1. North West London Collaboration of Clinical Commissioning Groups. Choosing wisely – changing the way we prescribe. https://www.healthiernorthwestlondon.nhs.uk/news/2017/06/12/choosing-wisely-changing-way-we-prescribe
2. Iacobucci G. Doctors call for national rules on OTC prescribing. BMJ 2017;356:j1442
3. Phizackerley D. National approach to OTC prescribing is needed. BMJ 2017;357:j1849.
4. NHS England. Items which should not be routinely prescribed in primary care: a consultation on guidance for CCGs. https://www.engage.england.nhs.uk/consultation/items-routinely-prescribed/
5. Department of Health. Availability of gluten-free foods on NHS prescription. https://www.gov.uk/government/consultations/availability-of-gluten-free-foods-on-nhs-prescription
6. Kurien M, Sleet S, Sanders DS, Cave J. Should gluten-free foods be available on prescription? BMJ 2017;356:i6810.
7. Iacobucci G. NHS to stop funding homeopathy and some drugs in targeted savings drive BMJ 2017;358:j3560.
8. British Medical Association. BMA responds to NHS England action plan on wasteful drug use. https://www.bma.org.uk/news/media-centre/press-releases/2017/july/bma-responds-to-nhs-england-action-plan-on-wasteful-drug-use
9. Majeed A. Shortage of general practitioners in the NHS. BMJ 2017;358:j3191.
10. Gleed G. Commentary: We’re under financial strain without prescriptions for gluten-free food. BMJ 2017;356:j119.
11. Toynbee P. Feet first, our NHS is limping towards privatization. The Guardian, 16 August 2016. https://www.theguardian.com/commentisfree/2016/aug/16/feet-nhs-limping-towards-privatisation-podiatry-diabetic-amputations
12. Iacobucci G. GPs urge BMA to explore copayments for some services. BMJ 2017;357:j2503.

Perspectives on the management of polypharmacy

A paper published in the journal BMC Family Practice discusses the management of polypharmacy (the concurrent use of multiple medications by one individual). Because of ageing populations, the growth in the number of people with multi-morbidity and greater compliance with disease-specific guidelines, polypharmacy is becoming increasingly common.

Although the correct drug treatment in patients with complex medical problems can improve clinical outcomes, quality of life and life expectancy, polypharmacy is also associated with an increased risk of adverse drug events, some severe enough to result in hospital admission and even death. Hence, having systems in place to ensure that medications are started only when there is a suitable indication, ensuring patients are fully aware of the benefits and complications that may arise from their treatment, and reviewing patients regularly to ensure their medication regime remains appropriate, are essential.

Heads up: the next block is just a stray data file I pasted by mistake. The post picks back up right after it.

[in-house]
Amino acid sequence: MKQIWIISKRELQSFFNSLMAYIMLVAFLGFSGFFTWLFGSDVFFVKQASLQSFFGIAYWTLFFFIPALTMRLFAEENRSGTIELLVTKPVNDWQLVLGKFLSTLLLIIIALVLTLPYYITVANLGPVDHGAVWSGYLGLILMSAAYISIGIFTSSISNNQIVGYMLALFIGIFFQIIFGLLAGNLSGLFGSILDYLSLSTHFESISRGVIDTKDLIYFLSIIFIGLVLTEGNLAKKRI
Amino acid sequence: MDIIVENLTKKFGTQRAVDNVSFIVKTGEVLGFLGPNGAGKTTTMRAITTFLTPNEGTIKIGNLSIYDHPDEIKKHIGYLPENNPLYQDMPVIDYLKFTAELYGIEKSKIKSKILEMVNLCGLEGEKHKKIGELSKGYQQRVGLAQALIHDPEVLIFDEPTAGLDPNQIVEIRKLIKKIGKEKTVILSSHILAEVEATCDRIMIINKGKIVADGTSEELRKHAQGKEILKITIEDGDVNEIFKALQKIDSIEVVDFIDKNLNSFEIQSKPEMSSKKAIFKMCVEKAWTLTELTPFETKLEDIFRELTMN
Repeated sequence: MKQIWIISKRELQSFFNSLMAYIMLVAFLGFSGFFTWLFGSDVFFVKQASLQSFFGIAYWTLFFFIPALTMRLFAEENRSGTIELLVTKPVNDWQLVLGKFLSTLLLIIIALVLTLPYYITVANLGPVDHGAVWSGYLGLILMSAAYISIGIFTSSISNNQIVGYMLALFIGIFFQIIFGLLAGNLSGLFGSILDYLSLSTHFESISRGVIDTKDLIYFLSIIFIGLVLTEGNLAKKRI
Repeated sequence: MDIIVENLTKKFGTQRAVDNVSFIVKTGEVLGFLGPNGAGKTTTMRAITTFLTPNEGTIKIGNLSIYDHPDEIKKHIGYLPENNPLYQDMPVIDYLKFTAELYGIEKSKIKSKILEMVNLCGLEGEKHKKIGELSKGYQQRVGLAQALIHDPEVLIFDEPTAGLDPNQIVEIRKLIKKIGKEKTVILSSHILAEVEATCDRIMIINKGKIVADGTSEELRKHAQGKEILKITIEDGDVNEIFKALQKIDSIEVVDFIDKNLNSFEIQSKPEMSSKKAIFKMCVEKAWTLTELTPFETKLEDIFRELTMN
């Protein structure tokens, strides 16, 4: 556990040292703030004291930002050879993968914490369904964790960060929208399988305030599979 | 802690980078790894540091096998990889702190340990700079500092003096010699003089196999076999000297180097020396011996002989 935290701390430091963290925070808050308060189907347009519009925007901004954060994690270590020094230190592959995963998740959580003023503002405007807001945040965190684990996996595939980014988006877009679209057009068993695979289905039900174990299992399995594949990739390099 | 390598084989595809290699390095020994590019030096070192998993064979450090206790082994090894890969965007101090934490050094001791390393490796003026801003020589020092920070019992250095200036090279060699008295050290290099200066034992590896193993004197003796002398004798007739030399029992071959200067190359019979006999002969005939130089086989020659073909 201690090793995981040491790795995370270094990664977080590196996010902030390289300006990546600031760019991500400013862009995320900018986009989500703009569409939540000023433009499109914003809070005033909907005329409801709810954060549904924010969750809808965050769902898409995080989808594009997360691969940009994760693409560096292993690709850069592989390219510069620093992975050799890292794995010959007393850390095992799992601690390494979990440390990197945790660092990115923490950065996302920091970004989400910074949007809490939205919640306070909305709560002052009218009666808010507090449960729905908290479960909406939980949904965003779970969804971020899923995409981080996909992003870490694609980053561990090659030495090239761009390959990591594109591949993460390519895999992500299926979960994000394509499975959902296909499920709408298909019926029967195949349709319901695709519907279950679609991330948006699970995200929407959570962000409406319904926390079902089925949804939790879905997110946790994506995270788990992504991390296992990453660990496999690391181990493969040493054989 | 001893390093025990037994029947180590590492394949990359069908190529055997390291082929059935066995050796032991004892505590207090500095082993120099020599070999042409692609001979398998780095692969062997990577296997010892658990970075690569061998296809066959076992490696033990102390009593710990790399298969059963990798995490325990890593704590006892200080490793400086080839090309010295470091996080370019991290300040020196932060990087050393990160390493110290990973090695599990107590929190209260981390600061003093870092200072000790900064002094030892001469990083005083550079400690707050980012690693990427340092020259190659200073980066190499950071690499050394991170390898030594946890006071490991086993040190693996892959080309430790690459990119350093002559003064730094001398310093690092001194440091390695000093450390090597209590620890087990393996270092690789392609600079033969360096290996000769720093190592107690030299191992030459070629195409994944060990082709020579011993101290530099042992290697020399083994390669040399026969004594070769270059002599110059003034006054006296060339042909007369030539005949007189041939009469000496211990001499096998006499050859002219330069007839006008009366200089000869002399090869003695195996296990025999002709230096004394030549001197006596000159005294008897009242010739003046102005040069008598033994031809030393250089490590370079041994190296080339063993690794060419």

The development and rapid uptake of electronic patient records – particularly in primary care settings where the majority of prescribing takes place – makes monitoring of patients more straightforward than in the past; and allows identification of sub-groups of patients at particularly high risk of adverse drug events and complications. It also facilitates ‘deprescribing’ the process by which medications are reviewed and stopped if not clinically beneficial.

In recent years, we have also seen the development of smartphone ‘apps’ to improve communication between patients and healthcare professionals, improve people’s understanding of their conditions and their treatment, and maintain a record of changes made to patient’s medication. In the longer term, developments such as the introduction of artificial intelligence and clinical decision support systems also have the potential to improve prescribing and minimise the risks from polypharmacy. Finally, there is considerable scope to improve the quality of prescribing and reduce risks from poly-pharmacy using non-medical groups such as pharmacists, specialist nurses and physician assistants.

https://doi.org/10.1186/s12875-017-0642-0